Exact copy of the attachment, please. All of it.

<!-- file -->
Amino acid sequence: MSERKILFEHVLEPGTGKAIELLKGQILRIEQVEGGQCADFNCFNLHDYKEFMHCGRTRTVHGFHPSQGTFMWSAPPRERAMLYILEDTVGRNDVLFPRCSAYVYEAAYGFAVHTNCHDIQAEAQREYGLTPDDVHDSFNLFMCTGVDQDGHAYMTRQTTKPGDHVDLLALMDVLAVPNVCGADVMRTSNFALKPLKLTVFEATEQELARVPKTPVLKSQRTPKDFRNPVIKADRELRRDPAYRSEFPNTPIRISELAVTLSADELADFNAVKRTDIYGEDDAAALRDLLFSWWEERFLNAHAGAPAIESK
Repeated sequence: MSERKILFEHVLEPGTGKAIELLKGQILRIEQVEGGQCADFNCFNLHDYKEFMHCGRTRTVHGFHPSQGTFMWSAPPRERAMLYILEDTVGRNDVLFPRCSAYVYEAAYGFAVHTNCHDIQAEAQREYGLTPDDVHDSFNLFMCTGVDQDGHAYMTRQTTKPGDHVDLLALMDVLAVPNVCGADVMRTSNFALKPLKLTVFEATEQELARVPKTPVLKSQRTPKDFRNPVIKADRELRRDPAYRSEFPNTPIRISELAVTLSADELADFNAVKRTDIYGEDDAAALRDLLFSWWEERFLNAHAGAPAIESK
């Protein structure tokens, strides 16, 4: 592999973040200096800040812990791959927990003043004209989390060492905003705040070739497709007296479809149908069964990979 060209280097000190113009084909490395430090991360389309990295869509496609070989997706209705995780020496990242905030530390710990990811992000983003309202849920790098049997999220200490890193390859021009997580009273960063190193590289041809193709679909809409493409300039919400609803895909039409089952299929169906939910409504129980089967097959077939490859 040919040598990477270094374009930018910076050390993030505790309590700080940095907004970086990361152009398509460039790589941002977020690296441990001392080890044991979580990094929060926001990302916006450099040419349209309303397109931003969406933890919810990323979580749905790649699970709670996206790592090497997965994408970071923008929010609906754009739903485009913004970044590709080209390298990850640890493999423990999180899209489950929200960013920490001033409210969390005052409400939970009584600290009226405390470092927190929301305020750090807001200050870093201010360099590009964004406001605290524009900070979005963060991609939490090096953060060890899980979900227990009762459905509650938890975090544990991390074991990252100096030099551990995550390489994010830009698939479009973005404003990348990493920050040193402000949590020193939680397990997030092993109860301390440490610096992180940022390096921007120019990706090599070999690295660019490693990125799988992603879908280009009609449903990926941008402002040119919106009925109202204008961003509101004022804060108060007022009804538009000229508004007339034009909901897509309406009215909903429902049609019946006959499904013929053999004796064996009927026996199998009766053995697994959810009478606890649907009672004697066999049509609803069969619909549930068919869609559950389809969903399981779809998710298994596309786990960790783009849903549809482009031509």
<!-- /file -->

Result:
Amino acid sequence: MSERKILFEHVLEPGTGKAIELLKGQILRIEQVEGGQCADFNCFNLHDYKEFMHCGRTRTVHGFHPSQGTFMWSAPPRERAMLYILEDTVGRNDVLFPRCSAYVYEAAYGFAVHTNCHDIQAEAQREYGLTPDDVHDSFNLFMCTGVDQDGHAYMTRQTTKPGDHVDLLALMDVLAVPNVCGADVMRTSNFALKPLKLTVFEATEQELARVPKTPVLKSQRTPKDFRNPVIKADRELRRDPAYRSEFPNTPIRISELAVTLSADELADFNAVKRTDIYGEDDAAALRDLLFSWWEERFLNAHAGAPAIESK
Repeated sequence: MSERKILFEHVLEPGTGKAIELLKGQILRIEQVEGGQCADFNCFNLHDYKEFMHCGRTRTVHGFHPSQGTFMWSAPPRERAMLYILEDTVGRNDVLFPRCSAYVYEAAYGFAVHTNCHDIQAEAQREYGLTPDDVHDSFNLFMCTGVDQDGHAYMTRQTTKPGDHVDLLALMDVLAVPNVCGADVMRTSNFALKPLKLTVFEATEQELARVPKTPVLKSQRTPKDFRNPVIKADRELRRDPAYRSEFPNTPIRISELAVTLSADELADFNAVKRTDIYGEDDAAALRDLLFSWWEERFLNAHAGAPAIESK
């Protein structure tokens, strides 16, 4: 592999973040200096800040812990791959927990003043004209989390060492905003705040070739497709007296479809149908069964990979 060209280097000190113009084909490395430090991360389309990295869509496609070989997706209705995780020496990242905030530390710990990811992000983003309202849920790098049997999220200490890193390859021009997580009273960063190193590289041809193709679909809409493409300039919400609803895909039409089952299929169906939910409504129980089967097959077939490859 040919040598990477270094374009930018910076050390993030505790309590700080940095907004970086990361152009398509460039790589941002977020690296441990001392080890044991979580990094929060926001990302916006450099040419349209309303397109931003969406933890919810990323979580749905790649699970709670996206790592090497997965994408970071923008929010609906754009739903485009913004970044590709080209390298990850640890493999423990999180899209489950929200960013920490001033409210969390005052409400939970009584600290009226405390470092927190929301305020750090807001200050870093201010360099590009964004406001605290524009900070979005963060991609939490090096953060060890899980979900227990009762459905509650938890975090544990991390074991990252100096030099551990995550390489994010830009698939479009973005404003990348990493920050040193402000949590020193939680397990997030092993109860301390440490610096992180940022390096921007120019990706090599070999690295660019490693990125799988992603879908280009009609449903990926941008402002040119919106009925109202204008961003509101004022804060108060007022009804538009000229508004007339034009909901897509309406009215909903429902049609019946006959499904013929053999004796064996009927026996199998009766053995697994959810009478606890649907009672004697066999049509609803069969619909549930068919869609559950389809969903399981779809998710298994596309786990960790783009849903549809482009031509």